I think I can start to explain this spiral with this Bible passage, Genesis 1-27, “God created man… and, then, the Spiral began. So, the first element to point out is “man” or humanity as the central element of social criteria. These social criteria basically lead us to try to have a higher life quality. Fortunately, we have been very successful in this issue during the last 10,000 years because we have been able to improve technologies that let us live three or four times more than 2,000 years ago.

Here comes the second of the criteria, the economic criterion related with technology. We can match technology and economy, because the knowledge of more technologies is the main reason that provides some nations with differential welfare to others and allow them to have better life conditions. So a modus operandi of our societies is gathering technologies as an equivalent to improving life quality.

Finally, the third criterion comes up, the environmental one, because going on gathering technologies needs natural resources. So commodities are essential to support these technologies that allow us to improve our life quality.

If we reread the thread of the argumentation we can find the Un-Sustainability Spiral. We want higher levels of life quality, so we improve our technologies and, for that, we consume more commodities. This spiral could be virtuous if commodities were infinite, which is not real, or if our new technologies were able to produce more with fewer natural resources, which nowadays is not happening, or if we wanted to have lower levels of life quality, which is definitely far from our thoughts.

In all this arguing there is only one thing that is a fact and that we cannot change, natural resources are limited on Earth. So, we have to work hard to improve technologies, otherwise we will have to fight to keep life quality, and in this war we can only aim to lose as little as possible.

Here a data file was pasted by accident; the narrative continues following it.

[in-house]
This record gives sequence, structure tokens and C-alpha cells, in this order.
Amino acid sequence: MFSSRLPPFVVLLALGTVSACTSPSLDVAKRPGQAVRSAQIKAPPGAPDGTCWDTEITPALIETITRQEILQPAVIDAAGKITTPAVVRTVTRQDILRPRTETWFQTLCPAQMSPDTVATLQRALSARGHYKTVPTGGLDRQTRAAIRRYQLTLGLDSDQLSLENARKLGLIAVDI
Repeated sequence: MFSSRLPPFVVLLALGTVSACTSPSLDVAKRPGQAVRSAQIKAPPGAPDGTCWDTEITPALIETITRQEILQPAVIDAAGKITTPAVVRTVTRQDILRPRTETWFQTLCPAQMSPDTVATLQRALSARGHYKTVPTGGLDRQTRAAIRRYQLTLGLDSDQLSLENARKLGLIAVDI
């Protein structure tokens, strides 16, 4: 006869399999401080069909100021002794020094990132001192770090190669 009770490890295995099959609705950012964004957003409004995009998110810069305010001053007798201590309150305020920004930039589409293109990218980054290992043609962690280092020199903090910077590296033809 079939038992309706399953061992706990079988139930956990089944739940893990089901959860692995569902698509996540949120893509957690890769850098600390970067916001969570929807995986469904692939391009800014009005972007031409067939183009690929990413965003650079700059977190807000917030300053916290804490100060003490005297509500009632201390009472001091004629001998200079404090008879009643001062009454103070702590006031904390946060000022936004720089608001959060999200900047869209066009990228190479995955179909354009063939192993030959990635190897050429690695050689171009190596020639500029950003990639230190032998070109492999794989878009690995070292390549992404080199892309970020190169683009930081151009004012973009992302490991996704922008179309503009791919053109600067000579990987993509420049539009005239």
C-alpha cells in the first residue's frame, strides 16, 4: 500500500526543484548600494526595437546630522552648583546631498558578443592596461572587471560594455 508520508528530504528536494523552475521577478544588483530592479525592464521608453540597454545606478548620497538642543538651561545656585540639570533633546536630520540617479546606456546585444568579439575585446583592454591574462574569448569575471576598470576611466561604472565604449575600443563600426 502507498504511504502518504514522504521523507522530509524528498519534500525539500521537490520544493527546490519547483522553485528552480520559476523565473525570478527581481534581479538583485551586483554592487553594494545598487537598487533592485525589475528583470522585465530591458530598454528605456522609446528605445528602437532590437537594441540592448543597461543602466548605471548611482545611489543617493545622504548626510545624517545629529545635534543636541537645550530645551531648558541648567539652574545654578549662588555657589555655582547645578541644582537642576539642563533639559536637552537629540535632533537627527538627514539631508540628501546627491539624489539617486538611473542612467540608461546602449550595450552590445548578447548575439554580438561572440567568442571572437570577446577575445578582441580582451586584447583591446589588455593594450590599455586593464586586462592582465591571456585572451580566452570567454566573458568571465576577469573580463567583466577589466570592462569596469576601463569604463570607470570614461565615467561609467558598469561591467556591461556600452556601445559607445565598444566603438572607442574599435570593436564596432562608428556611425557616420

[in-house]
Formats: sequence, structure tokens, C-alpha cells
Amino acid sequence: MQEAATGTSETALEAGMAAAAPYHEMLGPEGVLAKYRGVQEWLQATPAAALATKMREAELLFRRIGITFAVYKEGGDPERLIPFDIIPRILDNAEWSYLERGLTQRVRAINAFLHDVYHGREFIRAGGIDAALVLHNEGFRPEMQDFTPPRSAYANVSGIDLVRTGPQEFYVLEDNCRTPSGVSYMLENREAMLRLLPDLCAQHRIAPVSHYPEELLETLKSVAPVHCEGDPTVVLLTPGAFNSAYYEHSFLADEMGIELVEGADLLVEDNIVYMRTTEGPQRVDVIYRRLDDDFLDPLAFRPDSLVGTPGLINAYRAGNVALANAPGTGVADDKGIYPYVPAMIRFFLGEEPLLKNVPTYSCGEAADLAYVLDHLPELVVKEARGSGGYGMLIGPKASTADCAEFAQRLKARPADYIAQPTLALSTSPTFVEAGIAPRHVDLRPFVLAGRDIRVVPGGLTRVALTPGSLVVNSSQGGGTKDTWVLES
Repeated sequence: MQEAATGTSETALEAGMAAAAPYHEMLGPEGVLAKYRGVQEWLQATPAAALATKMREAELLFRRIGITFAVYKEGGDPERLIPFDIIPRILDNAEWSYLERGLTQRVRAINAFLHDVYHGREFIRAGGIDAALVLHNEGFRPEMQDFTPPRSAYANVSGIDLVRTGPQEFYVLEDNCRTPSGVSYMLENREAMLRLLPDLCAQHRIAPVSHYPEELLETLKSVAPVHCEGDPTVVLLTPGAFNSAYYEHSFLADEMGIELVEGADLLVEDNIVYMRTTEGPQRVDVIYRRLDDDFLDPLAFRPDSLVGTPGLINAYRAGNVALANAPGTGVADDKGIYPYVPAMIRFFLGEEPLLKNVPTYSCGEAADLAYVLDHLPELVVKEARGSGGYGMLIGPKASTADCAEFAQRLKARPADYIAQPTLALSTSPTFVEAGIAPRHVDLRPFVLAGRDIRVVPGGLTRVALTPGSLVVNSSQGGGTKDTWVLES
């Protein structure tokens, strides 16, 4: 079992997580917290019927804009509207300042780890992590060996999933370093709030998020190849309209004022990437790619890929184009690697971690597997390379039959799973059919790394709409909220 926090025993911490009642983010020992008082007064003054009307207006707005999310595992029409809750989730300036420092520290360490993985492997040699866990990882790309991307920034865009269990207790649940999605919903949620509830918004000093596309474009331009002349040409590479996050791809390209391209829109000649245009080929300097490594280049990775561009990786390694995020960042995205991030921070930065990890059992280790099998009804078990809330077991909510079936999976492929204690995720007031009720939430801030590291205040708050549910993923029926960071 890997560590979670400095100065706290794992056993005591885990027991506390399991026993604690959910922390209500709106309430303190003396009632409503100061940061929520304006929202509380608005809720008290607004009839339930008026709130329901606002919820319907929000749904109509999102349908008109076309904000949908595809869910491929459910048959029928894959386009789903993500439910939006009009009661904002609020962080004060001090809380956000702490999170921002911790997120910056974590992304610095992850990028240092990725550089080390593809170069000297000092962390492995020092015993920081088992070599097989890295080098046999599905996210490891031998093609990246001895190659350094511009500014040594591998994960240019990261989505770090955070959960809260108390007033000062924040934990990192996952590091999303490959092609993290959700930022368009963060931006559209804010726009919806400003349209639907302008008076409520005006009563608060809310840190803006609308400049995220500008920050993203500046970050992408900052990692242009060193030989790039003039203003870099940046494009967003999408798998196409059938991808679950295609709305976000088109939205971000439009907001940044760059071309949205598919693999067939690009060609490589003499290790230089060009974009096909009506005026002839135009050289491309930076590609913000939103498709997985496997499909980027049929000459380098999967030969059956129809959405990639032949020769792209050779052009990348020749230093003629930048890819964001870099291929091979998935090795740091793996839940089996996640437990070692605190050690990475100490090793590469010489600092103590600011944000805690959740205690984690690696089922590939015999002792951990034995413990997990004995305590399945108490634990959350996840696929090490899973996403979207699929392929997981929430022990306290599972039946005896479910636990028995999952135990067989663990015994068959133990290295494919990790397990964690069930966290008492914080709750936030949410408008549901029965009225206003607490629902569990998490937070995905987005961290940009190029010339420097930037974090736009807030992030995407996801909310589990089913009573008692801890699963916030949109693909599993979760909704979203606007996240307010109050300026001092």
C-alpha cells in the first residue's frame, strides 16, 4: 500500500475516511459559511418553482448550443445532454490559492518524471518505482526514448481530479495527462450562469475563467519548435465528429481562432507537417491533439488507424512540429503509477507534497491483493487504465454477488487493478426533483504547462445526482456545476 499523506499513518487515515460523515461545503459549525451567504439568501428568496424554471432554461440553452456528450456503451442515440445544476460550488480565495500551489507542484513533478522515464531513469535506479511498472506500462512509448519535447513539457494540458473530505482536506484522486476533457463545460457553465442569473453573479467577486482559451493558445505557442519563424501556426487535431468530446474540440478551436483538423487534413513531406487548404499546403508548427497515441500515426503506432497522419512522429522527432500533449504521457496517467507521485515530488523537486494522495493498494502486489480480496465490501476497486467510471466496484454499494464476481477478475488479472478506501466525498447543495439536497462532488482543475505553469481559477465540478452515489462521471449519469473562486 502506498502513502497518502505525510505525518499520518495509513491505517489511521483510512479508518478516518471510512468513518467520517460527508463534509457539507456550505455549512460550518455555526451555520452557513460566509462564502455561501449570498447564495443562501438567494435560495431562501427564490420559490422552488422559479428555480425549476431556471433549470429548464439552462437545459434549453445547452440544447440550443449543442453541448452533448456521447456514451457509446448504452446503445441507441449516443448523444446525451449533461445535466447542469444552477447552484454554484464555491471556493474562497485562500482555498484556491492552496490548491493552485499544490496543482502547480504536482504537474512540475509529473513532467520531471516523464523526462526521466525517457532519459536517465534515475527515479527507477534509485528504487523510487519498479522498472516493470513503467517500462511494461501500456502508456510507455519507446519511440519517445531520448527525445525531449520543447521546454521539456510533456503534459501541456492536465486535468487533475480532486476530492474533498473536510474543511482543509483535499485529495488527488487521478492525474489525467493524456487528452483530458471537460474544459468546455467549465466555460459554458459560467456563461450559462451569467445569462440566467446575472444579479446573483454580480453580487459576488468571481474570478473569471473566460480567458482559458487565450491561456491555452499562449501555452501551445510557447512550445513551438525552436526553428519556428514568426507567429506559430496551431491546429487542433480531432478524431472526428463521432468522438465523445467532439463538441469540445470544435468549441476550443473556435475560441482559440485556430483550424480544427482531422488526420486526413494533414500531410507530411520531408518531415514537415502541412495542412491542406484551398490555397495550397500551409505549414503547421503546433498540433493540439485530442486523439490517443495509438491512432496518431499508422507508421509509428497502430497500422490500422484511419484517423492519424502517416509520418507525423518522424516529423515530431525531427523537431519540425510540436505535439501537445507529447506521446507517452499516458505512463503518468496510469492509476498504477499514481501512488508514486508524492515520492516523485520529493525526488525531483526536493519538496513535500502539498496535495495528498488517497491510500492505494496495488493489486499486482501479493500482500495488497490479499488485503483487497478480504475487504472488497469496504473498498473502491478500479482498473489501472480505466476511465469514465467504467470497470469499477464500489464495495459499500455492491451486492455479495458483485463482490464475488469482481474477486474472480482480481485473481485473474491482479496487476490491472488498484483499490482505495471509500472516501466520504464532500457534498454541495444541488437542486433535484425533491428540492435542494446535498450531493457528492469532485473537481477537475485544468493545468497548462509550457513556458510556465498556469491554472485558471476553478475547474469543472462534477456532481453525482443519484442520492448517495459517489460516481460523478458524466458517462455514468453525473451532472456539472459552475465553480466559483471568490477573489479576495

During the thirty four years of my existence I have been living in six cities in two different countries. In all those cities I met people with whom, luckily, I am still in touch and who allowed me to build my own personality with their points of view and actions. All these natural comes and goes in a young adult life could be considered as a utopia for my parents and much more for my grandparents.

The possibility of this kind of life, so individual and so far away from that static groups of people who influenced us during our whole life, is not casual. Fortunately, nowadays we have facebook, twitter, linkedin, skype, mobile phones, e-mail, low-cost transport and all the tools that are to come and that, for the first time in history, allow us to connect our relations in real time and not to lose them in our memory.

This entire new real world that is emerging in the last years, as François Ascher explains in his book “Les Nouveaux Compromis urbains”, is pushing us to rethink about the nature of what local means. Nowadays, we have several transport technologies that have blurred distances between goods and people and, we also have, the information technologies that allow us to share knowledge around the world. Therefore, in my point of view, the meaning of local, which historically was focused in territorial aspects, has to go forward to be focused in the relational aspects.

It is a fact that the territorial aspect was, is and is going to be a key factor on the generation of links and relations between people, but, nowadays, that is not the only place for relations. An example of this is that people swap things and have personal or professional relations with other people who have never seen. Therefore, this new way for relations has to have its consequences in territorial organizations and in the possibility of letting people participate in local policies.

At this point come up new possibilities that have to be studied, developed and could be incorporated in our democracies to improve their own acceptance. As examples I can add, in the first place, the possibility of a territorial weighting of votes depending on the implication of people with different territories (eg. for people who live in two cities simultaneously) or, in the second place, the possibility of participation on particular issues for people who have a relation with the place of the issue although it is not a residence place.

On the other hand, it seems that tools as the local census or as the vote in fixed districts according with the residence place are becoming a bit restricted in this global word of relations that we are creating. As one friend of mine said: “globalization beyond economy: citizenship and public spirit are key concepts”.

If somebody asks me, I will say that home is the place where people that value me are, but, just now, I do not know where they are.